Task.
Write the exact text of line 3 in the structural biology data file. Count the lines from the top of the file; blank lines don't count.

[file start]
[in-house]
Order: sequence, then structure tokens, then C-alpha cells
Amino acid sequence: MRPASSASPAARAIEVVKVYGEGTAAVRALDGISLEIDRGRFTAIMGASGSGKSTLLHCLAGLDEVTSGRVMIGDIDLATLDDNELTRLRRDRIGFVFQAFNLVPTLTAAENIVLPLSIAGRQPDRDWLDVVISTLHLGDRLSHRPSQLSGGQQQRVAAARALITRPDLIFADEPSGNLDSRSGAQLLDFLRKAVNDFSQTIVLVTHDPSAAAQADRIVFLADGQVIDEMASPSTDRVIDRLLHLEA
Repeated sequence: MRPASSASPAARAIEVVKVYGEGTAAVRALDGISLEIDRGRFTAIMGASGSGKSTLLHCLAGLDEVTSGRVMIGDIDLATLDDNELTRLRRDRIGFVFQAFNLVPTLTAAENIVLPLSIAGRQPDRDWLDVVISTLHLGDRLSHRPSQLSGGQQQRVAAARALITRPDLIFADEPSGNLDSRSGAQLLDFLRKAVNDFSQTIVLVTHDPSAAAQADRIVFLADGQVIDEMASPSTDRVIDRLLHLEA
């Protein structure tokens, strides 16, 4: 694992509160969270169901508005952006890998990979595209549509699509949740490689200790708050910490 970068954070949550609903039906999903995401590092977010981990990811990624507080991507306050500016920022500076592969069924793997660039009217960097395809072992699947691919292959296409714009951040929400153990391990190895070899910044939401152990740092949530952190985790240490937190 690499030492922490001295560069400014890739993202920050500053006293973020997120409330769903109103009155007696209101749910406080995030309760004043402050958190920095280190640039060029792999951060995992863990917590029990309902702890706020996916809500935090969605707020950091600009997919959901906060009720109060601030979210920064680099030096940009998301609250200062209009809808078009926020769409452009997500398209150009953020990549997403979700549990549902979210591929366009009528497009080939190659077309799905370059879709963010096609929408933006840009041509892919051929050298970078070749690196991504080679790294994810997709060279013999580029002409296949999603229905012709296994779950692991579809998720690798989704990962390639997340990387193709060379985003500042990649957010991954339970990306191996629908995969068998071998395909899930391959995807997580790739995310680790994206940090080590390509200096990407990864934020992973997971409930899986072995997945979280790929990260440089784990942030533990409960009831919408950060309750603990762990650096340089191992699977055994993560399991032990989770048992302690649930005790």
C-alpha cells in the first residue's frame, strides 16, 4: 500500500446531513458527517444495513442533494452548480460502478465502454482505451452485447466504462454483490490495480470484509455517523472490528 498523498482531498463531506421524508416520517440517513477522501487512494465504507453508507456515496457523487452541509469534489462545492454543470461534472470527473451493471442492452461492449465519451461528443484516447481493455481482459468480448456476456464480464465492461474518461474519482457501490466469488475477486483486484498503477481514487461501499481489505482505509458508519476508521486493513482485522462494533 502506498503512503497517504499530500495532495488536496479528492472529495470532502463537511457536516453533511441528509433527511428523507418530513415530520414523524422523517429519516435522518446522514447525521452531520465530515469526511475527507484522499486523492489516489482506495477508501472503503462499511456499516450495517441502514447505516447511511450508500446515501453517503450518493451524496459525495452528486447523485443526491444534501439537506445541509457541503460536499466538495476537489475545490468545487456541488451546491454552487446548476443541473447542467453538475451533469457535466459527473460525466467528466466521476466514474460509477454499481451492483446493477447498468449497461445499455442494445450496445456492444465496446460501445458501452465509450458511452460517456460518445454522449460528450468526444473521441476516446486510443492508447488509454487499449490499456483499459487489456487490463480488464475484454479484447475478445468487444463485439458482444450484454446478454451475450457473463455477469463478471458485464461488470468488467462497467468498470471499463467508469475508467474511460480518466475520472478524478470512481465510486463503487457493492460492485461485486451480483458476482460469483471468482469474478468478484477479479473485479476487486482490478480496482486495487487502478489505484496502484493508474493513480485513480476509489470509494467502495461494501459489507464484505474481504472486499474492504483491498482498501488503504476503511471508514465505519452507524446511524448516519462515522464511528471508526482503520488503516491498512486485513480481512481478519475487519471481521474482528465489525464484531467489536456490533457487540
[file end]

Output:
Amino acid sequence: MRPASSASPAARAIEVVKVYGEGTAAVRALDGISLEIDRGRFTAIMGASGSGKSTLLHCLAGLDEVTSGRVMIGDIDLATLDDNELTRLRRDRIGFVFQAFNLVPTLTAAENIVLPLSIAGRQPDRDWLDVVISTLHLGDRLSHRPSQLSGGQQQRVAAARALITRPDLIFADEPSGNLDSRSGAQLLDFLRKAVNDFSQTIVLVTHDPSAAAQADRIVFLADGQVIDEMASPSTDRVIDRLLHLEA